In recent weeks word has been circulating that the Ad Hoc Transportation Task Force might focus more on the Duke and Van Dorn Street corridors for bus rapid transit (BRT) and less on Route 1, particularly Patrick and Henry Streets in our neighborhood. Also heard: a rumor that Transportation & Environmental Services Director Rich Baier was paying lip service to the BRT concept in the hopes that it would be shot down by citizens.
The Growler isn't sure if this was part of a disinformation campaign or reflects a genuine split of opinion among task force members. At the least, this is a sign that things are getting a little Byzantine.
Well, the Growler heard it from the Task Force members' own lips on Thursday: Route 1 is still definitely going to be proposed as one of the three major transit corridors.
While members reiterated that no decisions have been made on "sequencing," the schedule for tackling each corridor, readers should recall that at the last meeting Eric Wagner was vigorously pumping DOT's new Small Starts grant program for less gargantuan urban transit projects, and proposed bundling Route 1 and Duke Street together for a first stage grant application. He was back pushing Small Starts again on Wednesday night.
One little sop: if Federal funds are sought for BRT, there will be a required "alternatives" study that might look at some other nearby North-South routes such as Powhatan to Washington Street.
But right now, Patrick and Henry Street residents in Parker-Gray should remain vigilant because BRT is alive and kicking. Just because references to it may be removed from the draft Braddock Road Metro small area plan, that doesn't mean the concept is dead and buried.
And the Growler is predicting that the special tax district language will remain in the Braddock Road plan, just as it is included in the Eisenhower East and Potomac Yard plans.
Low-Income Housing at 728 N. Patrick Street?
A concerned reader E-mailed the Growler after hearing rumors of new low-income housing at 728 N. Patrick Street. The address is the site of the old Canal 8 Club, a major dive that was shut down years ago by neighborhood activists.
The Growler has traced this rumor to a March budget memo that appears to have been requested by Council Member Rob Krupicka as a follow-up to Mayor William D. Eiulle's Inner City walk last April. The memo includes discussion about the possibility of site reuse for housing, which seems to have been raised by someone on the walk.
While it appears from the memo that the City is not anxious to buy the property, since it would have to pay to relocate other businesses currently operating on the site, this is nevertheless something to keep an eye on.
Speaking of the Mayor's 2006 walk, what ever happened to the proposal for another Mayor's Walk this year? If readers recall, we were told it would be scheduled in April but this time would be held in the evening.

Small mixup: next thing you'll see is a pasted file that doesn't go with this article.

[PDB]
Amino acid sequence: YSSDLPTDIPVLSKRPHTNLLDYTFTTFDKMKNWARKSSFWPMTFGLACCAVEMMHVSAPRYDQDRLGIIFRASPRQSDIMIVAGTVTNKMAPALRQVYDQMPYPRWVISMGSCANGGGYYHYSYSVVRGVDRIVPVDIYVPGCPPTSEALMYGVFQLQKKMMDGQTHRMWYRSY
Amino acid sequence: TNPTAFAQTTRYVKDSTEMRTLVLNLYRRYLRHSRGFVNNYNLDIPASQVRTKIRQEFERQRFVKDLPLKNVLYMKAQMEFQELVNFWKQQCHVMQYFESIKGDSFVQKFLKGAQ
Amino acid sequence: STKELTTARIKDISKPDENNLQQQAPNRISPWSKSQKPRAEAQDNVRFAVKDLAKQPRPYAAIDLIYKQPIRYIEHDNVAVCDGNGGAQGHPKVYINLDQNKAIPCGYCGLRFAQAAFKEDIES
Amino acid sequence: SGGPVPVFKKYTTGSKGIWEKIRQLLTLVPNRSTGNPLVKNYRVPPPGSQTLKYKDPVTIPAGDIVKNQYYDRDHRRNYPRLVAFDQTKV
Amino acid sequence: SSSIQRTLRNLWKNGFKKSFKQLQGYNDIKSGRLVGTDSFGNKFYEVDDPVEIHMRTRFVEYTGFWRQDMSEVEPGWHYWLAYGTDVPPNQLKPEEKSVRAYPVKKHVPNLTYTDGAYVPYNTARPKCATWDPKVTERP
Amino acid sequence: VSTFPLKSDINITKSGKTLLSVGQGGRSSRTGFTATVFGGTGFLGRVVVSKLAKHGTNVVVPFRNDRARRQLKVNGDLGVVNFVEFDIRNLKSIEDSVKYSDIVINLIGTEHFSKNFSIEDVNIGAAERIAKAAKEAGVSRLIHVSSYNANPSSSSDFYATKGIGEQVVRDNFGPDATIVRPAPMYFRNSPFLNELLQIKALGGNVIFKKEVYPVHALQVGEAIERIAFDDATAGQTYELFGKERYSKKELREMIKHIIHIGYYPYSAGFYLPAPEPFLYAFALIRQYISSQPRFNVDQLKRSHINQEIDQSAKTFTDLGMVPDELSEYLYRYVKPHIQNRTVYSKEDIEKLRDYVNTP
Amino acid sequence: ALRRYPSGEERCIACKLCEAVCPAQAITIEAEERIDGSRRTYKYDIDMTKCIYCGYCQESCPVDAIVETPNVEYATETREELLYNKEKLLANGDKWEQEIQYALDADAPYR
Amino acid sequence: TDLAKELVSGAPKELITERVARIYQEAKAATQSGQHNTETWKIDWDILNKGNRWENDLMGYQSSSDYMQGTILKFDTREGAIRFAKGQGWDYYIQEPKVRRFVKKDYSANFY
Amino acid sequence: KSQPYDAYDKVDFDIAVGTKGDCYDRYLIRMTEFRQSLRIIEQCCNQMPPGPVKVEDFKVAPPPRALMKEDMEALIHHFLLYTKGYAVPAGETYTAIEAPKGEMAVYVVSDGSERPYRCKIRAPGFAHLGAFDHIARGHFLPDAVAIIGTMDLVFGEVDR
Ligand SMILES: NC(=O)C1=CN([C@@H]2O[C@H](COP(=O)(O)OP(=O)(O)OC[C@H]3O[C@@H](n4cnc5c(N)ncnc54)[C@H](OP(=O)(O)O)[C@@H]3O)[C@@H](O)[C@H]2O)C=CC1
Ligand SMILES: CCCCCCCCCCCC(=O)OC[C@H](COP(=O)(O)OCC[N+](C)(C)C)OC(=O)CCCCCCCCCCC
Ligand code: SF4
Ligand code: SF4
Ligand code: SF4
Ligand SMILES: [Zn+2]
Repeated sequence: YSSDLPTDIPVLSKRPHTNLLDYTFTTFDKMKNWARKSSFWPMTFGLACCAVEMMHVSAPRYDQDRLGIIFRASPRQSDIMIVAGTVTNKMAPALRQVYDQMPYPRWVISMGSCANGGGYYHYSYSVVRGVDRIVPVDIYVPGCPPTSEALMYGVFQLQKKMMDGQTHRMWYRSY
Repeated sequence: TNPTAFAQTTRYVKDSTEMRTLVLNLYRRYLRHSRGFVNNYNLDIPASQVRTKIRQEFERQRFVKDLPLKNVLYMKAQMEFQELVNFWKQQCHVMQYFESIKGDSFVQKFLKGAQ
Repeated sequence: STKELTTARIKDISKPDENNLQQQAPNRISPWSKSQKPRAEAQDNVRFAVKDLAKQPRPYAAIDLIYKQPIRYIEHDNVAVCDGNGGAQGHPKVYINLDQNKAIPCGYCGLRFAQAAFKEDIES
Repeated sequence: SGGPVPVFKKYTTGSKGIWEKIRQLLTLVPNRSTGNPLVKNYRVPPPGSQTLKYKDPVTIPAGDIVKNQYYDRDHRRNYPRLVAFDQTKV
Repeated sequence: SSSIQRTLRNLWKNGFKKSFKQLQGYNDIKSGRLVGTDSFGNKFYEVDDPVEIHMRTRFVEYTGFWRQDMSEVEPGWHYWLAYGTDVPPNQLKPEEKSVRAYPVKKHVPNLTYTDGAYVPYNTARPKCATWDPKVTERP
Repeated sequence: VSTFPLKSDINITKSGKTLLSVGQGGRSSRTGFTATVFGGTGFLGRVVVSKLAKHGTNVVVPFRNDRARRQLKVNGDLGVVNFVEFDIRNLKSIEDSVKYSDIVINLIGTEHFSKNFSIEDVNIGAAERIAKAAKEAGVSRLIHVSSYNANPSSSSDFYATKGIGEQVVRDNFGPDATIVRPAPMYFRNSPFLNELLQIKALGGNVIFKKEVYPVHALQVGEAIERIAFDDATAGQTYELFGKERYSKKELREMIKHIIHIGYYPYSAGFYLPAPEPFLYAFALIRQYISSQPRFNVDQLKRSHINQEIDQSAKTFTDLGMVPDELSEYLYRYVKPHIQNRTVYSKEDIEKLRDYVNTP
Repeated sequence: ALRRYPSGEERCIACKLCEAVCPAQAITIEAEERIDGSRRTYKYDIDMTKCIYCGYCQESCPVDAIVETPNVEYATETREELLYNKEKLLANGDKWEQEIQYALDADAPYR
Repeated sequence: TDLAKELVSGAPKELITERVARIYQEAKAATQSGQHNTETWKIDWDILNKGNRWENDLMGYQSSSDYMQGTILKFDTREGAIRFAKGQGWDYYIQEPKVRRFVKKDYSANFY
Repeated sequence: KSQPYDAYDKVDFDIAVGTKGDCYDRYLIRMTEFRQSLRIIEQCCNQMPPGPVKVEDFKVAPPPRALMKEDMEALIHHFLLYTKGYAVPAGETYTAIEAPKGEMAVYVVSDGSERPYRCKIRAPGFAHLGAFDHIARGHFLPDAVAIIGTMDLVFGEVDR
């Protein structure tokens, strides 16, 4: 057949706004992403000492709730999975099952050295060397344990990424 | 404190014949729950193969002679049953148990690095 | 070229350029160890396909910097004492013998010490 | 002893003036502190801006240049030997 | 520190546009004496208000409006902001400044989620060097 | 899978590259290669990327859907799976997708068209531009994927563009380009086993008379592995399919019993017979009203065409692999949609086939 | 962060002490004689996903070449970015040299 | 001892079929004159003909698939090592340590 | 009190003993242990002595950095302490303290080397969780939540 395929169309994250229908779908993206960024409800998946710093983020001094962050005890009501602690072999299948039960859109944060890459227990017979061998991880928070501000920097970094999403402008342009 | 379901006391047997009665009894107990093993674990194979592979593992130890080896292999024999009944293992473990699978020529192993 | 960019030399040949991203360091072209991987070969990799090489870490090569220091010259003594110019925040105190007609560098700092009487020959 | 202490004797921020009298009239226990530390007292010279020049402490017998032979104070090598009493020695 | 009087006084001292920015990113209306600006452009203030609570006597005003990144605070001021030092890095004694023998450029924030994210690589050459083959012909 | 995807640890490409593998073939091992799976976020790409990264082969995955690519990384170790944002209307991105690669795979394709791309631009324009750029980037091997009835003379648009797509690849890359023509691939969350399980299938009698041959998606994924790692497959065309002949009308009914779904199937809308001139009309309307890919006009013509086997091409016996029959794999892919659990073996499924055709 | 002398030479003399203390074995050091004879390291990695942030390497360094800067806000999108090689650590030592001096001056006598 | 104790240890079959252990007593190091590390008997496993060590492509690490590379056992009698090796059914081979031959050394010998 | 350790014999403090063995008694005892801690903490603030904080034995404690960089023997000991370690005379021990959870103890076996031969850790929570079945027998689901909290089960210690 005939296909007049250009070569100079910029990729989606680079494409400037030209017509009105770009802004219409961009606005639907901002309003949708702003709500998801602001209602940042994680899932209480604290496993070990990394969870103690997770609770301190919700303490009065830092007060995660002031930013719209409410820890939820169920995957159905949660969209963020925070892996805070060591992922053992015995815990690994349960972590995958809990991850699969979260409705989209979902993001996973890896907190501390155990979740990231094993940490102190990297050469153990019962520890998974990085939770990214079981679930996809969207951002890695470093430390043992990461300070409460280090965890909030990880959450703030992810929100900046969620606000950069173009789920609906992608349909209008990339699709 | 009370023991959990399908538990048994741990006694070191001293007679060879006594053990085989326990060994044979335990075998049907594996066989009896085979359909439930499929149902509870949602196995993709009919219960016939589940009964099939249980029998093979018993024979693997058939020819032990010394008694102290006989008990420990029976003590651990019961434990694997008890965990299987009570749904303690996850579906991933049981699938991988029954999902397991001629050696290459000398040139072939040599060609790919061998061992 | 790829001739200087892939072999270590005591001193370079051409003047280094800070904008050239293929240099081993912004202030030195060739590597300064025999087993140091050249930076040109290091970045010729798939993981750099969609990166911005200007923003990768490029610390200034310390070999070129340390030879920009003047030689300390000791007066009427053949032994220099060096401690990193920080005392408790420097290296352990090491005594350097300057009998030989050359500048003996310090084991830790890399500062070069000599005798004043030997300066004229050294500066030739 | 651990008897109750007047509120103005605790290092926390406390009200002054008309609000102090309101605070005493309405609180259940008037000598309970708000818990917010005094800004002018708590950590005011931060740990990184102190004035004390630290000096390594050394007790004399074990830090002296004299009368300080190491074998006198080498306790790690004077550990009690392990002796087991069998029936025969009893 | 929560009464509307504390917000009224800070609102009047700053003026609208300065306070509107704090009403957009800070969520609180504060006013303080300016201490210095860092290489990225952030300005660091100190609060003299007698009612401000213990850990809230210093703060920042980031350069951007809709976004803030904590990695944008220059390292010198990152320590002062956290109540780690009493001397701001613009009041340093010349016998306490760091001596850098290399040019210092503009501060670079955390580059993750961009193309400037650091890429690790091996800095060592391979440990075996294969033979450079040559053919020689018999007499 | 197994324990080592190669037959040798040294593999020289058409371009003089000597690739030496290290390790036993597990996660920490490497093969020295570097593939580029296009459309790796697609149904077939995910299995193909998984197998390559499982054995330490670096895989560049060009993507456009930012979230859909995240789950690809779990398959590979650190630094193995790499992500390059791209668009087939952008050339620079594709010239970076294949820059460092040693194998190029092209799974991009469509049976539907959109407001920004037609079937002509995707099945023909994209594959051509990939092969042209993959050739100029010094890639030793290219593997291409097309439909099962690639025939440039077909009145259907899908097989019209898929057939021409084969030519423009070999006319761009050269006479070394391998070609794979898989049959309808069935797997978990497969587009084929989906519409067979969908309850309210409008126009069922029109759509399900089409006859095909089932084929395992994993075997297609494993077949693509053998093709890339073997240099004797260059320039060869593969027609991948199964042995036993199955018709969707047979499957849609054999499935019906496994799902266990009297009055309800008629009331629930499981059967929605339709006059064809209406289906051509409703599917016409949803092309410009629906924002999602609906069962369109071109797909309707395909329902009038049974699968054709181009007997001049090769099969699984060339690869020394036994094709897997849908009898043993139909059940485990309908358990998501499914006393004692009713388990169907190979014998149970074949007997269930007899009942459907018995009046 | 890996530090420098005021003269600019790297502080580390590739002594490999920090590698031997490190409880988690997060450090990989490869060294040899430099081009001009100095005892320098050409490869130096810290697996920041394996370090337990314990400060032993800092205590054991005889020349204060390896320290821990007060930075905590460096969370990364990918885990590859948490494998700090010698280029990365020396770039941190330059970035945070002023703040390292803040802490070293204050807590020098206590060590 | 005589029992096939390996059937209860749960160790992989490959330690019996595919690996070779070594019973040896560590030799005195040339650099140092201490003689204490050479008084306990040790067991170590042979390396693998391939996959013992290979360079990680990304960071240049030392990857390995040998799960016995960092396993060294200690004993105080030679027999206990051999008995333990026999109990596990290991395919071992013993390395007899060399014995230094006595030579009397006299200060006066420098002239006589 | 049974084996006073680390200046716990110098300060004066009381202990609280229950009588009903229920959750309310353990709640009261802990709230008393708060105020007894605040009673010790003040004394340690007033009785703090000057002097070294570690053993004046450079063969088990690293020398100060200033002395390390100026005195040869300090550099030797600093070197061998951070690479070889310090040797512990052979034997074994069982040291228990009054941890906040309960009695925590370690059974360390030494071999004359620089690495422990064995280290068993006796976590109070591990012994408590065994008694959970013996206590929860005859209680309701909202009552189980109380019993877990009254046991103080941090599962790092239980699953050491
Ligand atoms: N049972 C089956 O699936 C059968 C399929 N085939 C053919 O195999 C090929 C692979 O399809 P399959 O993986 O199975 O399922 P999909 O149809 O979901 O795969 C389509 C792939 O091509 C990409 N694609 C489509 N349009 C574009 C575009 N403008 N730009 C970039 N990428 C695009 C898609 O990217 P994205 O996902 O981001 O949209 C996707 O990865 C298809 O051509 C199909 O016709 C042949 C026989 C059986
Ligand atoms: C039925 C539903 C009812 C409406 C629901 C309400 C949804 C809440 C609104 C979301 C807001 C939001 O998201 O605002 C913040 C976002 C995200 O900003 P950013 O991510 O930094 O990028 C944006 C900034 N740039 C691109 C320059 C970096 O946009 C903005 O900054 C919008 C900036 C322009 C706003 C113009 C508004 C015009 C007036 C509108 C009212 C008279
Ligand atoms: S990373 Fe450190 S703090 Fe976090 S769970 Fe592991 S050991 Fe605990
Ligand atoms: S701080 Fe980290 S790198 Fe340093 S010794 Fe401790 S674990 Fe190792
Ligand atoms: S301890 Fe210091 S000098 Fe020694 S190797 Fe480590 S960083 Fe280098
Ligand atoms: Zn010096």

If this walk ever materializes, will the Mayor have the fortitude to walk around Adkins at 11 PM on a Friday or Saturday night?
Soft-Room Idea for Charles Houston
Moms of toddlers have complained before on this site about the lack of park features and recreational facilities suitable for wee ones.
One of our neighbors has now floated the idea of dedicating space at Charles Houston Recreation Center for more a "soft playroom." She writes:
Apparently soft playrooms are all the rage now, and in fact a proposal to convert a racquetball room at the Chinquapin Recreation Center has ignited a small war currently being conducted in the pages of the Alexandria Times.
I realize most of you don't have children and probably don't even know what this is. It is a padded room with soft padded climbing equipment in it that is designed for young children ages 1 thru 4. I myself have rented one for a birthday party at a Fairfax County rec center.
If you are interested in seeing a soft playroom constructed at Charles Houston, drop an E-mail to Leslie Clark of the Recreation & Parks Department at firstname.lastname@example.org.
Missing in Action
The Growler was sad to hear that neighbors' vintage Schwinn Twinn tandem bicycle was stolen from their backyard last weekend as the family ate dinner.
This was clearly a targeted burglary and a thief with a discriminating eye because the bike was normally kept hidden under a tarp. To add insult to injury, someone stole their grandson's bike the following day. Grrrrrrrrrrrrrr!
It's a fact of life in an urban neighborhood: garden accessories, barbecue equipment and bikes may disappear from backyards at this time of the year. The Growler and others have even lost potted plants off porches and stoops.
(A former Growler colleague who lives in Columbia Heights in D.C. recounts an amusing story about catching the thief in the act and chasing him for several city blocks until he dropped the pot with a resounding crack. At least the posies were preserved, if not the container.)
In the meantime, if anyone catches sight of an orange tandem bicycle that screams 1970s, the Growler will pass it on to the owner and her heart-broken hubby, who are prepared to offer a reward for the bike's return with no questions asked.